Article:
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Nostalgia, Life and Growing Up

One of the greatest fears one can have is to be a stranger to someone or a place, that was once very close to you. Often in our lives, we cross paths with so many places and people, that for a period they become an integral part of our lives. While some remain with us forever, others are as good as strangers.


We often walk into places knowing it’s temporary, yet when we move out, pain engulfs us knowing that things will never be the same again.


One of the biggest fallacies in our 20s is that we often claim a space, area or city to be our own. As a university student, your life revolves around the campus and everything in and around the campus becomes the comfort zone that we reside in. Every second person is a familiar face, and your sense of belonging is rooted around them. But just in a matter of few years, everything changes, and the most known place of yours becomes as good as the new city which you moved in, completely unknown. (This of course is not true for everyone)


If you have the time, I recommend watching Ted Lasso on Apple TV, a drama series which will give you a very good perspective on life.


Apart from the football connection and other things, the show very subtly shows characters moving to unknown spaces, making it their home, getting used to everyone around and then as the time comes, they have to move on, leaving behind everything that they have built, and carrying with them a lifelong of memories.


In my life, I have always been part of things which are time bound. From education to tournaments that I have worked in, there was always an end date and from the start we knew when it would end. But despite that, we make homes, we make promises, and we make our own little space. And when the end date arrives, moving on hurts, at least a little bit, if one more.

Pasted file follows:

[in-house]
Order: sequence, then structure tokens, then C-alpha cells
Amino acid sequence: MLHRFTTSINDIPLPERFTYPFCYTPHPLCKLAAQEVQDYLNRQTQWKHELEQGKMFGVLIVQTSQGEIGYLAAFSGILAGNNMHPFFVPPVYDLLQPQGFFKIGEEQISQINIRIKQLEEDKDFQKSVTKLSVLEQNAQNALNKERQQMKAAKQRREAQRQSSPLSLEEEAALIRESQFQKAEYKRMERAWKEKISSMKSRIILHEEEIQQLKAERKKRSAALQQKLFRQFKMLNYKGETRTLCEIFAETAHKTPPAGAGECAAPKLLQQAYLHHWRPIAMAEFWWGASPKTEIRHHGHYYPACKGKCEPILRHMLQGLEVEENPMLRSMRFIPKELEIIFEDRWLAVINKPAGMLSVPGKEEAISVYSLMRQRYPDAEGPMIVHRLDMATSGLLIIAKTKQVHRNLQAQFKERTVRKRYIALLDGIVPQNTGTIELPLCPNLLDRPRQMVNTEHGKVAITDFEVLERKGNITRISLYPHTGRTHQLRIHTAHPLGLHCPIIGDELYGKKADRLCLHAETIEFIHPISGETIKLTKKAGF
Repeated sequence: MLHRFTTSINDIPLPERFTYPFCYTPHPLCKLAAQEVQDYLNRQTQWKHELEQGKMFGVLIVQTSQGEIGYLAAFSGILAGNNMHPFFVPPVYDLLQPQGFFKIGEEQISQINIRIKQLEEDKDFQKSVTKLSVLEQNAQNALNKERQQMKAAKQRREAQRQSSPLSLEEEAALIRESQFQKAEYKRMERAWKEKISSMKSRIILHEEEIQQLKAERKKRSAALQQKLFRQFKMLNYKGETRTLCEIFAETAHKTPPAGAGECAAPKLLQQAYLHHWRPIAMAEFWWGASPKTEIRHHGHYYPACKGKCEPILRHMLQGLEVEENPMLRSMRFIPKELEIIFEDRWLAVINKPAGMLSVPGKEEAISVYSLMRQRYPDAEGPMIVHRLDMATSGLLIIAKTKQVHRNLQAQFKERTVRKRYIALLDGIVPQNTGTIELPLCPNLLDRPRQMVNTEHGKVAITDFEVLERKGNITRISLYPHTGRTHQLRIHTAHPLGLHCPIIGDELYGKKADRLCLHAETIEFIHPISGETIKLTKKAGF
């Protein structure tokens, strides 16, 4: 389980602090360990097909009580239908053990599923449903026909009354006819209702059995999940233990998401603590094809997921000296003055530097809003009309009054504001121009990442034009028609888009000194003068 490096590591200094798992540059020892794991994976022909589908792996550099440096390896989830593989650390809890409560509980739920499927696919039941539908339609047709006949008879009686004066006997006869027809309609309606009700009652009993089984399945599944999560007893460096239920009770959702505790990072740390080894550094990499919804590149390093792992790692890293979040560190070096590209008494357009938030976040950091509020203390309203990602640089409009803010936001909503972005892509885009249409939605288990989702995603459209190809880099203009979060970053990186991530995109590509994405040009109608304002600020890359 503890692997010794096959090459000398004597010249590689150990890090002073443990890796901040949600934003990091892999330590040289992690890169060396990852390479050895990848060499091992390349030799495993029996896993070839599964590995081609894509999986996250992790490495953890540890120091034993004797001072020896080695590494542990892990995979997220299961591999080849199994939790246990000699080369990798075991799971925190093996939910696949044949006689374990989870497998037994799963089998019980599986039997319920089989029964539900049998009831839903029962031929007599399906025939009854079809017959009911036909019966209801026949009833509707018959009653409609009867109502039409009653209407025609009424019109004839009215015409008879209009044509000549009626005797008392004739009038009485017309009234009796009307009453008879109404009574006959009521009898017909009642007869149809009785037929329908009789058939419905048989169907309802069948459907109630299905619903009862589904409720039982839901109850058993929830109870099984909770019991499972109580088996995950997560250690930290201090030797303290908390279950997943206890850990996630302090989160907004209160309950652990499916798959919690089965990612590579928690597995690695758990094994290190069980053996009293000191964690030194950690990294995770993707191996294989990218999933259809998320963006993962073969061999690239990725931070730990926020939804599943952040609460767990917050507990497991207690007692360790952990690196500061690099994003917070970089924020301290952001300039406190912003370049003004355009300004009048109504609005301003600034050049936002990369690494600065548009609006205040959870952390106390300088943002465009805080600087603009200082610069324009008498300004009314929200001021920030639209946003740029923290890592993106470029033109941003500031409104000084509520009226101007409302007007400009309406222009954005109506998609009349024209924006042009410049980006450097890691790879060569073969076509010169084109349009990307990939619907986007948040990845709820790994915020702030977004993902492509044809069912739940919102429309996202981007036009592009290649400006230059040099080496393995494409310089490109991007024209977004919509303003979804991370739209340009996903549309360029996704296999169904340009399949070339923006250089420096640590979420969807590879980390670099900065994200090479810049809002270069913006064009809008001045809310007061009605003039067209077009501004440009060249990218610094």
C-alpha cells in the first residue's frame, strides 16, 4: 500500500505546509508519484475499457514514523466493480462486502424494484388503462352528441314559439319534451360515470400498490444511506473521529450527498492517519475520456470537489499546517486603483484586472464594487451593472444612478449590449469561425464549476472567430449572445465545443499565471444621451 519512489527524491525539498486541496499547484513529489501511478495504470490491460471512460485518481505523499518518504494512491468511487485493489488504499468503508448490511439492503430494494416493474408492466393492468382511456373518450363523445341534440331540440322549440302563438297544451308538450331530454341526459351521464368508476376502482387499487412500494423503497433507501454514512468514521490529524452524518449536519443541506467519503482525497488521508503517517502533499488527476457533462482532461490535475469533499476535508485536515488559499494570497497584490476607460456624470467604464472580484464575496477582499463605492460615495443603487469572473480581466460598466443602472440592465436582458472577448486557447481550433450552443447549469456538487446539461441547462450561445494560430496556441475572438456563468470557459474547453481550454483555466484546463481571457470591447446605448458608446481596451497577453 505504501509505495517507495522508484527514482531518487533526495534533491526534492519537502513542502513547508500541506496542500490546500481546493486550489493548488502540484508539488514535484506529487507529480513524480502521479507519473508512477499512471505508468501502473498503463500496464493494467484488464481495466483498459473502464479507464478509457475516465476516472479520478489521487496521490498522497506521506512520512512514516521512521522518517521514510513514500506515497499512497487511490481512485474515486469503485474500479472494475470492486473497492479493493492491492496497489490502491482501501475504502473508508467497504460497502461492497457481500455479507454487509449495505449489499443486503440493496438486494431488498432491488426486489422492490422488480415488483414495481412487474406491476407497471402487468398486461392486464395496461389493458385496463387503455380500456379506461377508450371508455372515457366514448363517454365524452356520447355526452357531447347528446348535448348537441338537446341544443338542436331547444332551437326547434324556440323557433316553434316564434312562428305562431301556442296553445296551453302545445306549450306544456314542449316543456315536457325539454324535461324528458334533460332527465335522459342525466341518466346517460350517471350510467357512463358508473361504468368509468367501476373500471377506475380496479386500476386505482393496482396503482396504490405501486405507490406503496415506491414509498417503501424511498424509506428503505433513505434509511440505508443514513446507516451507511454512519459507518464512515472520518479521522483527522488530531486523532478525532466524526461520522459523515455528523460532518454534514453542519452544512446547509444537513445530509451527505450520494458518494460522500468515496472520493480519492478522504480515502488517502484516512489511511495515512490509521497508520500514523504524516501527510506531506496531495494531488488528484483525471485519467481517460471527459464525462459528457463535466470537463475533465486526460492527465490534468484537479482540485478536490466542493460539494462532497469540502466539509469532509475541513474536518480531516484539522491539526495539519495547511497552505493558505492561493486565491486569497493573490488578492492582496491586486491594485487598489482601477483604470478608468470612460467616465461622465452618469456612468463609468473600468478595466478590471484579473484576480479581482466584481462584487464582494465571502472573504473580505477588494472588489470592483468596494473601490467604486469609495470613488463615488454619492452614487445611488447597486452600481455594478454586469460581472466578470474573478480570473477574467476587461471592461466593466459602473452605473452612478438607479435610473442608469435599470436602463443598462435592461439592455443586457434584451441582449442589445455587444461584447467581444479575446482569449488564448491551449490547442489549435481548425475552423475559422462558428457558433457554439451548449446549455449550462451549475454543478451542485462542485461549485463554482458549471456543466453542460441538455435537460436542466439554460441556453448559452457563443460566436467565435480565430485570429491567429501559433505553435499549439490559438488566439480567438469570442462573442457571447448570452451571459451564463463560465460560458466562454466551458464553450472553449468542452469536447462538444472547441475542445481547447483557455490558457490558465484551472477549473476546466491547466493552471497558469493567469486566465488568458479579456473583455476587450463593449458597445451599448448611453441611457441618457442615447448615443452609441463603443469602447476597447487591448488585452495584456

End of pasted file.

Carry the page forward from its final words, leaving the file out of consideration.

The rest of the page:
In the spring of 2010, I moved to Delhi with absolutely no idea of what the city had to offer me. Moving out of the home comfort was a daunting thing and in the first few years, I constantly missed my hometown Guwahati. Silly Facebook memories often remind me of the posts I used to write about how cool Guwahati was and how I hated being in a new city amidst unknown people.


But in 2015, when I had to move to Mumbai from Delhi for further education, the rant was about how Delhi was the most convenient place that I have ever lived in. On my way to the airport, on the day I shifted, right when I crossed Hauz Khas metro station, I felt a feeling that I had never felt before. Guwahati might have been my hometown, but Delhi is the city where I learnt to live. And the pain of leaving the city was unbearable.

The cycle began again in Mumbai. Now there were posts about missing Delhi and comparing both cities. The nervous first few days of adjusting to a new city, completely unknown and all your loved ones being away triggered numerous social media posts comparing both cities. Very similar to how it happened earlier.  

But by the end of two years, when I was moving out of Mumbai, I again had the same feeling that I endured the time when I moved out of Delhi and Guwahati. Only this time, it was much stronger.

Mumbai and Delhi, both are cities that are familiar to me. There are campuses, shops, establishments and connections which once made a significant part of my life. But today, as I walk down the same road or into the same place, the feeling is that of an alien. There are new faces and no matter how hard I try, the dynamics won’t ever be like what it used to be before. 

And then, here comes the fear, the fear of a familiar place becoming a stranger. And the burden of nostalgia that often hits you now and then, making you sad and there is nothing that you can do about it. You knew things would get over, you knew that you have to move on, yet when it happens you can just lament about it for a few days and live on. Live, to make another comfort zone, make another set of things your own, another set of doings your rituals. Until one day, when you feel too comfortable, it all changes. 

And this my friend, is what life is, growing up is. 


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